Risk-adjusted performance continued to increase in September for the Global Market Index (GMI), an unmanaged market-weighted portfolio that holds all major asset classes (except cash). But the widespread losses in the markets last month suggest that GMI’s 10-year Sharpe ratio may have peaked for this cycle.
GMI’s 0.97 Sharpe Ratio is near the highest levels achieved in recent history. In early 2019, GMI’s Sharpe ratio briefly rose (slightly) above 1.0. But this is wasteland for a multi-asset class portfolio and maintaining that level – or even approaching it – is rare. As a result, a level close to 1.0 is likely a sign that GMI’s risk-adjusted performance is likely to peak for the foreseeable future.
10-year GMI annualized Sharpe ratio
Another reason to expect GMI’s Sharpe ratio to peak: The index’s risk-adjusted performance exceeds most of the equivalent for major asset classes. Only US stocks and US real estate investment trusts show higher Sharpe ratios for the last 10-year period (see table below).
Profiling the GMI through a folding lens shows that the recent peak performance series has cracked. After seven consecutive months of hitting new highs, the GMI fell sharply in September, ending the month with a decline of 3.4%.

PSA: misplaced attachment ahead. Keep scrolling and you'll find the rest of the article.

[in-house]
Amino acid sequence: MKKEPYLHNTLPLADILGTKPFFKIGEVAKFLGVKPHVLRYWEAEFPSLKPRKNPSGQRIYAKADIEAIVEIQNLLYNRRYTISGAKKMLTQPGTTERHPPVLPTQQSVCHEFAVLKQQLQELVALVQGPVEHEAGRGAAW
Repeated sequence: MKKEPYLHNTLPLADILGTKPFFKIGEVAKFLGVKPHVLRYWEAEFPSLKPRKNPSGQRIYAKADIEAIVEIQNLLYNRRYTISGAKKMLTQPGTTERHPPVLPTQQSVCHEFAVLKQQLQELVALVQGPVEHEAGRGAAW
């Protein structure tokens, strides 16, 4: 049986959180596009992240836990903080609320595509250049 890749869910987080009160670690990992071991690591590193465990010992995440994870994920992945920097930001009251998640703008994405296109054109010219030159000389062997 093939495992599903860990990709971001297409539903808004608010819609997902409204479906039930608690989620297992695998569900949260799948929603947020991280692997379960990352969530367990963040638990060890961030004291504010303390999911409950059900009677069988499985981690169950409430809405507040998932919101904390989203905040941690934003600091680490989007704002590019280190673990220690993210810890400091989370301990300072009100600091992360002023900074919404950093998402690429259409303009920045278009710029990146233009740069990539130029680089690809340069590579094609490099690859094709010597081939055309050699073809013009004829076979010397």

The GMI represents a theoretical benchmark for the “optimal” portfolio. Using standard financial theory as a guide, this portfolio is considered a preferred strategy for the average investor with an infinite time horizon.
These assumptions are, of course, unrealistic in the real world. Nonetheless, the GMI is useful as a benchmark for starting research on asset allocation and portfolio design. GMI’s history suggests that the performance of this benchmark is competitive with active asset allocation strategies on the whole, particularly after adjusting for risk, trading costs and taxes.
For more context, readers can use this Core Risk Profile for GMI with current monthly updates on and for the benchmark and its constituents.
The table below presents additional risk measures for GMI and its underlying asset classes, based on a 10-year window to last month.
Here are brief definitions of each risk measure:
- Volatility: annualized standard deviation of monthly return
- Sharpness ratio: monthly returns / monthly volatility ratio (the risk-free rate is assumed to be zero)
- Output report: Downside excess performance of the semi-variance (assuming a target threshold of 0%)
- Ulcer index: duration of drawdowns by selecting a negative return for each period below the previous peak or high water mark
- Maximum draft: deepest decline from peak to trough
- Beta: measure of volatility against a benchmark (in this case GMI)